EDITORIAL

Brexit in the eyes of a much travelled Englishman...

As an Englishman who has lived much of his life outside Britain (in Sweden, USA, France, Germany, Austria and Belgium), who has pursued a business career across five continents, and who is very happily married to an Italian-Swedish-American, I am often asked what I think of Brexit? This question has added weight as I serve as Managing Director of a trade association in the wood industry, the European Panel Federation, and am based in Brussels dealing daily with the European Commission and the European Parliament.

The easy answer is that I am a “Remainer” and thus strongly oppose the decision of the United Kingdom to leave the European Union. As with all matters Brexit, though, the devil is in the details.

Like many, I was shocked to awake on 24 June 2016 and learn that we had voted to leave the EU. As a middle-aged Londoner, the feeling in my immediate neighbourhood and social circle had been massively in favour of Europe. However, as we all learnt after the event, the 52/48 vote in favour of “Leave” was mainly the result of complacency on the part of Remainers (especially the young), and of grim determination on the part of many Leavers (especially the not so young). It is easy to be wise after that event, but a lot harder to now undo the effects of this seismic vote. Britain has cherished democracy since the days of Oliver Cromwell. As much as many of us would wish to, we cannot now simply overturn a national referendum on the basis that “people didn’t understand what they were voting on”. Besides, if we were to have a new referendum today the result would still likely be 52/48 in favour of Leave. (A poll conducted by YouGov recently confirmed exactly this). It seems that some Leavers are now Remainers, but strangely the reverse is also true. A small portion of Remainers have reacted to the perceived hostility of Brussels towards Brexit, and are now Leavers. So indeed “out is out” to quote Mrs Merkel. The bigger question now is “out is out, but what is ‘out’”?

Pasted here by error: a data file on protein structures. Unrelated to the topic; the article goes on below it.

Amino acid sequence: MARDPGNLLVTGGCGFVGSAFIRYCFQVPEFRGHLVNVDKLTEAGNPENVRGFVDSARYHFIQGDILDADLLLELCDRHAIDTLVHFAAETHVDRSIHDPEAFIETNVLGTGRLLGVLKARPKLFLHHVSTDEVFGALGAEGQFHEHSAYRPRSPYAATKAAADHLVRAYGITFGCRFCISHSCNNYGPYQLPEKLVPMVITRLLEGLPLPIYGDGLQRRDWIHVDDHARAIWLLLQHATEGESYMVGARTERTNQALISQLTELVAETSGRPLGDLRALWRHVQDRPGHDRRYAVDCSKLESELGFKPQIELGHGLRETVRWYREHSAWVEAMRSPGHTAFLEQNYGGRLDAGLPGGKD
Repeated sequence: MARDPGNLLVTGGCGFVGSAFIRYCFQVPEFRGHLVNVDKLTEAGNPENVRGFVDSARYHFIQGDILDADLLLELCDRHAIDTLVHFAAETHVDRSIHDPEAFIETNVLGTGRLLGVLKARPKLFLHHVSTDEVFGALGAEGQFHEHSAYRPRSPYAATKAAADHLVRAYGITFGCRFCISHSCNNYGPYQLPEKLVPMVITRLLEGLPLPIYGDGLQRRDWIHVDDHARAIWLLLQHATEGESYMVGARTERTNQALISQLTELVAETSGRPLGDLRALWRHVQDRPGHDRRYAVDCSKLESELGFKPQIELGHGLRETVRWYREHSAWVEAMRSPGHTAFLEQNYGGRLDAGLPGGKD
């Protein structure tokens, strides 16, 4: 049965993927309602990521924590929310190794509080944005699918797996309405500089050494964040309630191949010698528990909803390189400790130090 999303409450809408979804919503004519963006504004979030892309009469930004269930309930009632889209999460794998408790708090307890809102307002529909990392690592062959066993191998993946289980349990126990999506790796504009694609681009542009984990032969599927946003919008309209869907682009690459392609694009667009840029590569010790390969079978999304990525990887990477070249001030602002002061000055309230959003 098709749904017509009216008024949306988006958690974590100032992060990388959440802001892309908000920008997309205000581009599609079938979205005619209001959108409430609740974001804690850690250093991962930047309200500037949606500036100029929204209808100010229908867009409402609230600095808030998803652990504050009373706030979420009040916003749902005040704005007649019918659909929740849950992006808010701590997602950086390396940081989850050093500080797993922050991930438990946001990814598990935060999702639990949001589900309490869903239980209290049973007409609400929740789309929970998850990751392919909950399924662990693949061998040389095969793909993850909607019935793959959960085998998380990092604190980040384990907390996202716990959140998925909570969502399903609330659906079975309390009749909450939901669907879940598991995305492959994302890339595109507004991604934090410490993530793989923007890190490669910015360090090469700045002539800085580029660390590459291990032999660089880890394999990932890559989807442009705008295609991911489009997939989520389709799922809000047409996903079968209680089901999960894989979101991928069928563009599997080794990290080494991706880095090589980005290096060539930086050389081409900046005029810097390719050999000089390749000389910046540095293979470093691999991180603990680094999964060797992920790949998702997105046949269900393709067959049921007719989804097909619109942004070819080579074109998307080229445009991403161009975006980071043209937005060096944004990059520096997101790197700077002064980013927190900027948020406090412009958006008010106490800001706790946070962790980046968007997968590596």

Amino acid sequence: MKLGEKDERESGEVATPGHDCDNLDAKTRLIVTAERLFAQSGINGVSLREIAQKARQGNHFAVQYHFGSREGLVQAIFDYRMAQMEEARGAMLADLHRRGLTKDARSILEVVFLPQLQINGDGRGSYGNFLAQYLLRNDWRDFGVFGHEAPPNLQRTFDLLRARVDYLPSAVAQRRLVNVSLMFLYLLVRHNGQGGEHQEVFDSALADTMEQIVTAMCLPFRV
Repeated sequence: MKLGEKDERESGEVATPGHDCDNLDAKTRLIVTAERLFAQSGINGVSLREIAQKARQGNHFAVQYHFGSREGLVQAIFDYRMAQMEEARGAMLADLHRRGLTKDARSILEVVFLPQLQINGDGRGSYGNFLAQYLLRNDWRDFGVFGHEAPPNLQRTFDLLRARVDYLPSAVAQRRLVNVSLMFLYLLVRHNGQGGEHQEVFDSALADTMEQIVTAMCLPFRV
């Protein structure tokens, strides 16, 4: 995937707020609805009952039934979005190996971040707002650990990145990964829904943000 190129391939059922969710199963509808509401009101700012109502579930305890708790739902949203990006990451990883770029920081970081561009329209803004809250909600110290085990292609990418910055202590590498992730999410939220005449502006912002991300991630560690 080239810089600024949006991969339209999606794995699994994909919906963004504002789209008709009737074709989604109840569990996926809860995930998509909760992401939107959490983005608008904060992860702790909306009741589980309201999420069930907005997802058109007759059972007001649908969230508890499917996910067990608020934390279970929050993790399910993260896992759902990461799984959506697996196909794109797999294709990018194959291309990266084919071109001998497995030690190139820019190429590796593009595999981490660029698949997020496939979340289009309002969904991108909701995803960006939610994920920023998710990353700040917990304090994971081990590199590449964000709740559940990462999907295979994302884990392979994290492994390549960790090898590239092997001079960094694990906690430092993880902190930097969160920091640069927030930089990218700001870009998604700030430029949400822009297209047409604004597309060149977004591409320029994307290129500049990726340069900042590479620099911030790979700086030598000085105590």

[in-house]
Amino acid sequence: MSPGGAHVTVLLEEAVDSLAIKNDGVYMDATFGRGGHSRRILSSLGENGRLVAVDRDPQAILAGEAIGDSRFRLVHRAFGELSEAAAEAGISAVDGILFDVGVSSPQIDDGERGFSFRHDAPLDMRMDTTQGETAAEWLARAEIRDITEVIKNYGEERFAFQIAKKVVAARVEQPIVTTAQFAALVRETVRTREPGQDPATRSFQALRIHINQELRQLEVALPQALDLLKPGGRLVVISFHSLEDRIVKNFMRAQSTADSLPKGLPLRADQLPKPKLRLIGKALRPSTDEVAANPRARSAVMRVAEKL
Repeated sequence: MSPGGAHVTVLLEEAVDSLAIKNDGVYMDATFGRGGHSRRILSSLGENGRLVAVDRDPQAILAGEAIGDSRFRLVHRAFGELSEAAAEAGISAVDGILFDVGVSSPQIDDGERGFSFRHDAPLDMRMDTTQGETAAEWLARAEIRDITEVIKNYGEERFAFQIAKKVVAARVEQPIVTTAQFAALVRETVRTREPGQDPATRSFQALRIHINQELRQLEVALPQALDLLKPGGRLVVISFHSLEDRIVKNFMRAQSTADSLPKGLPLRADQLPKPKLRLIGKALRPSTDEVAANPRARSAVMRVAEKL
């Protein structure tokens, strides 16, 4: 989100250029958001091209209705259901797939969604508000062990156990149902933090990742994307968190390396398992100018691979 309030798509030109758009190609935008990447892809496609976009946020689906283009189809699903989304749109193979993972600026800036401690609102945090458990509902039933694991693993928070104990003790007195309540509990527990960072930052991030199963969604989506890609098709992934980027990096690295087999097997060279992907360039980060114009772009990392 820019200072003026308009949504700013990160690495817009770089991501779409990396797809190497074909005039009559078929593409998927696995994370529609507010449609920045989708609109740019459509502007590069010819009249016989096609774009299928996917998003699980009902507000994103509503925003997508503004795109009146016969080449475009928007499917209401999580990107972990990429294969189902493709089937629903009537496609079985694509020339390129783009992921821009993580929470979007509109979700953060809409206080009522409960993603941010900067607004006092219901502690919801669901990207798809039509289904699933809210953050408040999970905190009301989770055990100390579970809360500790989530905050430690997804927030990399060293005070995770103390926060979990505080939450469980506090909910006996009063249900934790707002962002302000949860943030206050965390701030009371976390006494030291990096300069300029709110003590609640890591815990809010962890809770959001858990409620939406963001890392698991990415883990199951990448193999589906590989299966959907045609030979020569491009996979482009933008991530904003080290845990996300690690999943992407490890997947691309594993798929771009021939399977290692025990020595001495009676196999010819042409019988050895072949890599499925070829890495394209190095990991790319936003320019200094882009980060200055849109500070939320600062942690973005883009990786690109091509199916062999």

Much of the talk in Britain today is about soft v hard Brexit, and about the transition period (2019-?). Opinion polls still talk about 52/48, yet that split now reflects the majority that favours a soft Brexit. Largely this signifies Britain staying in the Single Market and accepting the four freedoms of movement, especially of people. Immigration was the key battleground of the Brexit vote, and for many “taking back control of our borders” remains an absolute must. However the introduction of the transition period is a perfect way to move away from that. Government and people increasingly accept that a clean and complete break from the EU-28 in March 2019 is simply unrealistic. The notion of a transition period, following the 2 year exit timeline, is thus increasingly attractive, even if it does have the disadvantage that it will allow everyone to potentially delay all the toughest decisions. However perhaps that is no bad thing if it gives the United Kingdom a chance to experience what Brexit really means, without totally shutting and bolting every door behind us in the rush to appease our 52% Leavers.

It is often said that “a week is a long time in politics”. If that is so, then 2 years is nigh on an eternity! Yet that time period since the triggering of Article 50 will flash by, and March 2019 will be upon us before we know it. There is talk of intervention from Westminster, of a change in Prime Minister and even of government, and of another referendum based on the terms of what is negotiated, and on what Brexit will thus truly mean. No one can know what will happen in these next 18 months. There is only one certainty, and that is that neither the United Kingdom, not Europe will be the same again following this tumultuous process. Let us pray that whatever the final outcome, there will not be a winner and a loser, or worse still, two losers. We must do all it takes to ensure that both Britain and Europe somehow benefit from this self-inflicted chaos. For this to happen, we need our politicians to act like Statesmen and Stateswomen, and not anything less. Even if they were asleep on the day of the referendum, we still owe that much to our young.

* Clive Pinnington joined the European Panel Federation in April 2015 as Managing Director. He is a Board Level Business Leader with 25 years of experience in B2B Management of industrial products.

by CLIVE PINNINGTON

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